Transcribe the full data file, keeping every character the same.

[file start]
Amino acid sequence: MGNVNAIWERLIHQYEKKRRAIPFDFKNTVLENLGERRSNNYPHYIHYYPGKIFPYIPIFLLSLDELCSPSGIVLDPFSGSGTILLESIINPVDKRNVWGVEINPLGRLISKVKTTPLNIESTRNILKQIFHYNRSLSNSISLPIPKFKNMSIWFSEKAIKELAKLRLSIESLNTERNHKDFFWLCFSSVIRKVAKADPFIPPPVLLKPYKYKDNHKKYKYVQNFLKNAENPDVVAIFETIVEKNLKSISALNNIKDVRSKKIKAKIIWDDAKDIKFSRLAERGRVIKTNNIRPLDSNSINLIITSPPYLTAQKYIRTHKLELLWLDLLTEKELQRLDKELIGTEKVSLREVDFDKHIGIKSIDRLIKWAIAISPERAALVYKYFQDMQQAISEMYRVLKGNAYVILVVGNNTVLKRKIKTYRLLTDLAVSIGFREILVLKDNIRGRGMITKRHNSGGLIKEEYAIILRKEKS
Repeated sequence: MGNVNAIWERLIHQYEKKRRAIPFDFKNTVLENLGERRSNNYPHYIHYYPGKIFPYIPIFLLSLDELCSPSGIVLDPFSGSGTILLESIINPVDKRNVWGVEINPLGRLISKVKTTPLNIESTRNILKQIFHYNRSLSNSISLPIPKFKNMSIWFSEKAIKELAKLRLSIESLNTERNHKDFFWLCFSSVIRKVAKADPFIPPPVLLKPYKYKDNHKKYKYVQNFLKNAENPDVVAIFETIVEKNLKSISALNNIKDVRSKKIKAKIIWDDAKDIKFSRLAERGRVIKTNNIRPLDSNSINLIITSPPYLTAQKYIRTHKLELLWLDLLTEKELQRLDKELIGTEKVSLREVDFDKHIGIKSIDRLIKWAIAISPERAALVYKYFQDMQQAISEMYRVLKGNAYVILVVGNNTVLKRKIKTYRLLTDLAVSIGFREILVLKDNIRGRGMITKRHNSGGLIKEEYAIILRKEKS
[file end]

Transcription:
Amino acid sequence: MGNVNAIWERLIHQYEKKRRAIPFDFKNTVLENLGERRSNNYPHYIHYYPGKIFPYIPIFLLSLDELCSPSGIVLDPFSGSGTILLESIINPVDKRNVWGVEINPLGRLISKVKTTPLNIESTRNILKQIFHYNRSLSNSISLPIPKFKNMSIWFSEKAIKELAKLRLSIESLNTERNHKDFFWLCFSSVIRKVAKADPFIPPPVLLKPYKYKDNHKKYKYVQNFLKNAENPDVVAIFETIVEKNLKSISALNNIKDVRSKKIKAKIIWDDAKDIKFSRLAERGRVIKTNNIRPLDSNSINLIITSPPYLTAQKYIRTHKLELLWLDLLTEKELQRLDKELIGTEKVSLREVDFDKHIGIKSIDRLIKWAIAISPERAALVYKYFQDMQQAISEMYRVLKGNAYVILVVGNNTVLKRKIKTYRLLTDLAVSIGFREILVLKDNIRGRGMITKRHNSGGLIKEEYAIILRKEKS
Repeated sequence: MGNVNAIWERLIHQYEKKRRAIPFDFKNTVLENLGERRSNNYPHYIHYYPGKIFPYIPIFLLSLDELCSPSGIVLDPFSGSGTILLESIINPVDKRNVWGVEINPLGRLISKVKTTPLNIESTRNILKQIFHYNRSLSNSISLPIPKFKNMSIWFSEKAIKELAKLRLSIESLNTERNHKDFFWLCFSSVIRKVAKADPFIPPPVLLKPYKYKDNHKKYKYVQNFLKNAENPDVVAIFETIVEKNLKSISALNNIKDVRSKKIKAKIIWDDAKDIKFSRLAERGRVIKTNNIRPLDSNSINLIITSPPYLTAQKYIRTHKLELLWLDLLTEKELQRLDKELIGTEKVSLREVDFDKHIGIKSIDRLIKWAIAISPERAALVYKYFQDMQQAISEMYRVLKGNAYVILVVGNNTVLKRKIKTYRLLTDLAVSIGFREILVLKDNIRGRGMITKRHNSGGLIKEEYAIILRKEKS